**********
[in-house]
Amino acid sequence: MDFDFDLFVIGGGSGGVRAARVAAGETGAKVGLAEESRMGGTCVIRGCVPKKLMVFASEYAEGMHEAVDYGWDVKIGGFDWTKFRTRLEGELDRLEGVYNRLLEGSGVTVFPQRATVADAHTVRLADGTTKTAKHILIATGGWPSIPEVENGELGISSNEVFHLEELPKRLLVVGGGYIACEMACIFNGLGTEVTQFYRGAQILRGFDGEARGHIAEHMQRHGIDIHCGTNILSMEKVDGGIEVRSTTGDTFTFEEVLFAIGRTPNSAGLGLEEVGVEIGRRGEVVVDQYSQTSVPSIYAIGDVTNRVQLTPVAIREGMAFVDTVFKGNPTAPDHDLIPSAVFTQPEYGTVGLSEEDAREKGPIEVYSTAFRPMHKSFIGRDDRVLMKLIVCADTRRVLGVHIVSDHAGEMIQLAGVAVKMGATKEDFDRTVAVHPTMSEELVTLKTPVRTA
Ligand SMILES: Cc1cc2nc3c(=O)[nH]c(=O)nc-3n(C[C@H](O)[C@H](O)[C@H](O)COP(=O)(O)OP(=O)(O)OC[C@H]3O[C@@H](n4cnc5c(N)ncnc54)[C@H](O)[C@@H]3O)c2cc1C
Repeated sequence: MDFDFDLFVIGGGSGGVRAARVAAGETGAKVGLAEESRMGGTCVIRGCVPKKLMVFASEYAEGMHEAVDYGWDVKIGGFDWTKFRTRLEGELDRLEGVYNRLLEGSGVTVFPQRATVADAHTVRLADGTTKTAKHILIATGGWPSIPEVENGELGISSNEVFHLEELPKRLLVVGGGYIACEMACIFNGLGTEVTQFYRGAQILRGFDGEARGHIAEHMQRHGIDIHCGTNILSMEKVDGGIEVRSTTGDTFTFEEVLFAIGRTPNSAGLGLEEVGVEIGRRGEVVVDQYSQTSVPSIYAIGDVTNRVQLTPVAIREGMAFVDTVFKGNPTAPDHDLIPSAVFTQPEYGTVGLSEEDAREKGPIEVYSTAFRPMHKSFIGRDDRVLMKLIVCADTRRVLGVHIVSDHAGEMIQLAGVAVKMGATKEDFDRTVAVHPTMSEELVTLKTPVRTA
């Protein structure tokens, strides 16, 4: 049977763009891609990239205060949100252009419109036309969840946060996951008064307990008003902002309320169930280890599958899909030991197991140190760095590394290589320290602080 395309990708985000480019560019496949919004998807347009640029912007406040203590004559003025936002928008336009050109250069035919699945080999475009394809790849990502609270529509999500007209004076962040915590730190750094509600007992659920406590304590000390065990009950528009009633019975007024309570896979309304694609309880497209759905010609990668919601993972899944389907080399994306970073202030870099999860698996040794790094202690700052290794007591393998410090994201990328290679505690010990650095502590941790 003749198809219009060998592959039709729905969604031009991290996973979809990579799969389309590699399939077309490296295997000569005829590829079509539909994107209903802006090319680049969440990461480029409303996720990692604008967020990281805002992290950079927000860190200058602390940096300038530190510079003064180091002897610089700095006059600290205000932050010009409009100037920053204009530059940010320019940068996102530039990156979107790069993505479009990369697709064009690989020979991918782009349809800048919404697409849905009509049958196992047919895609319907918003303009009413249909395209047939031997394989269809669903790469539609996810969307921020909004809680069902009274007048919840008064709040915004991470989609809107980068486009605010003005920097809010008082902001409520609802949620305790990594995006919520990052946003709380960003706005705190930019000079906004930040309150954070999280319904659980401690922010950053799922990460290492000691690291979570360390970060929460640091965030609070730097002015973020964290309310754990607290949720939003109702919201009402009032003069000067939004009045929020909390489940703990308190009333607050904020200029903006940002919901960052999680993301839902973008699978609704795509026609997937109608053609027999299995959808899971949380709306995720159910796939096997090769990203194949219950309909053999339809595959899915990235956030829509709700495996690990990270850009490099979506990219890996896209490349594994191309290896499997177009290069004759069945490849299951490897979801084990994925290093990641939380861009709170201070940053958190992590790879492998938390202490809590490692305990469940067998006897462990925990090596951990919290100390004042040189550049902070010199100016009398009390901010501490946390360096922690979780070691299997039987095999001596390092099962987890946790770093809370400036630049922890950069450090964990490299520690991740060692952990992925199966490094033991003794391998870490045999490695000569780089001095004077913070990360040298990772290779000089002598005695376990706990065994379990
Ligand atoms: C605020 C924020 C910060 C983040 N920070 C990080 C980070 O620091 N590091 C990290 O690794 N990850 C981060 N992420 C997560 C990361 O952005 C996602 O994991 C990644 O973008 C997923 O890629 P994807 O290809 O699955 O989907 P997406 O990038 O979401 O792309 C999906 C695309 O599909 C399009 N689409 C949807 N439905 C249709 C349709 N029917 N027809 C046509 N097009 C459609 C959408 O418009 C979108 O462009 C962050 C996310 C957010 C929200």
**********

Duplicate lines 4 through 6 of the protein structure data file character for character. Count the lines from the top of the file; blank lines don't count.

Repeated sequence: MDFDFDLFVIGGGSGGVRAARVAAGETGAKVGLAEESRMGGTCVIRGCVPKKLMVFASEYAEGMHEAVDYGWDVKIGGFDWTKFRTRLEGELDRLEGVYNRLLEGSGVTVFPQRATVADAHTVRLADGTTKTAKHILIATGGWPSIPEVENGELGISSNEVFHLEELPKRLLVVGGGYIACEMACIFNGLGTEVTQFYRGAQILRGFDGEARGHIAEHMQRHGIDIHCGTNILSMEKVDGGIEVRSTTGDTFTFEEVLFAIGRTPNSAGLGLEEVGVEIGRRGEVVVDQYSQTSVPSIYAIGDVTNRVQLTPVAIREGMAFVDTVFKGNPTAPDHDLIPSAVFTQPEYGTVGLSEEDAREKGPIEVYSTAFRPMHKSFIGRDDRVLMKLIVCADTRRVLGVHIVSDHAGEMIQLAGVAVKMGATKEDFDRTVAVHPTMSEELVTLKTPVRTA
């Protein structure tokens, strides 16, 4: 049977763009891609990239205060949100252009419109036309969840946060996951008064307990008003902002309320169930280890599958899909030991197991140190760095590394290589320290602080 395309990708985000480019560019496949919004998807347009640029912007406040203590004559003025936002928008336009050109250069035919699945080999475009394809790849990502609270529509999500007209004076962040915590730190750094509600007992659920406590304590000390065990009950528009009633019975007024309570896979309304694609309880497209759905010609990668919601993972899944389907080399994306970073202030870099999860698996040794790094202690700052290794007591393998410090994201990328290679505690010990650095502590941790 003749198809219009060998592959039709729905969604031009991290996973979809990579799969389309590699399939077309490296295997000569005829590829079509539909994107209903802006090319680049969440990461480029409303996720990692604008967020990281805002992290950079927000860190200058602390940096300038530190510079003064180091002897610089700095006059600290205000932050010009409009100037920053204009530059940010320019940068996102530039990156979107790069993505479009990369697709064009690989020979991918782009349809800048919404697409849905009509049958196992047919895609319907918003303009009413249909395209047939031997394989269809669903790469539609996810969307921020909004809680069902009274007048919840008064709040915004991470989609809107980068486009605010003005920097809010008082902001409520609802949620305790990594995006919520990052946003709380960003706005705190930019000079906004930040309150954070999280319904659980401690922010950053799922990460290492000691690291979570360390970060929460640091965030609070730097002015973020964290309310754990607290949720939003109702919201009402009032003069000067939004009045929020909390489940703990308190009333607050904020200029903006940002919901960052999680993301839902973008699978609704795509026609997937109608053609027999299995959808899971949380709306995720159910796939096997090769990203194949219950309909053999339809595959899915990235956030829509709700495996690990990270850009490099979506990219890996896209490349594994191309290896499997177009290069004759069945490849299951490897979801084990994925290093990641939380861009709170201070940053958190992590790879492998938390202490809590490692305990469940067998006897462990925990090596951990919290100390004042040189550049902070010199100016009398009390901010501490946390360096922690979780070691299997039987095999001596390092099962987890946790770093809370400036630049922890950069450090964990490299520690991740060692952990992925199966490094033991003794391998870490045999490695000569780089001095004077913070990360040298990772290779000089002598005695376990706990065994379990
Ligand atoms: C605020 C924020 C910060 C983040 N920070 C990080 C980070 O620091 N590091 C990290 O690794 N990850 C981060 N992420 C997560 C990361 O952005 C996602 O994991 C990644 O973008 C997923 O890629 P994807 O290809 O699955 O989907 P997406 O990038 O979401 O792309 C999906 C695309 O599909 C399009 N689409 C949807 N439905 C249709 C349709 N029917 N027809 C046509 N097009 C459609 C959408 O418009 C979108 O462009 C962050 C996310 C957010 C929200």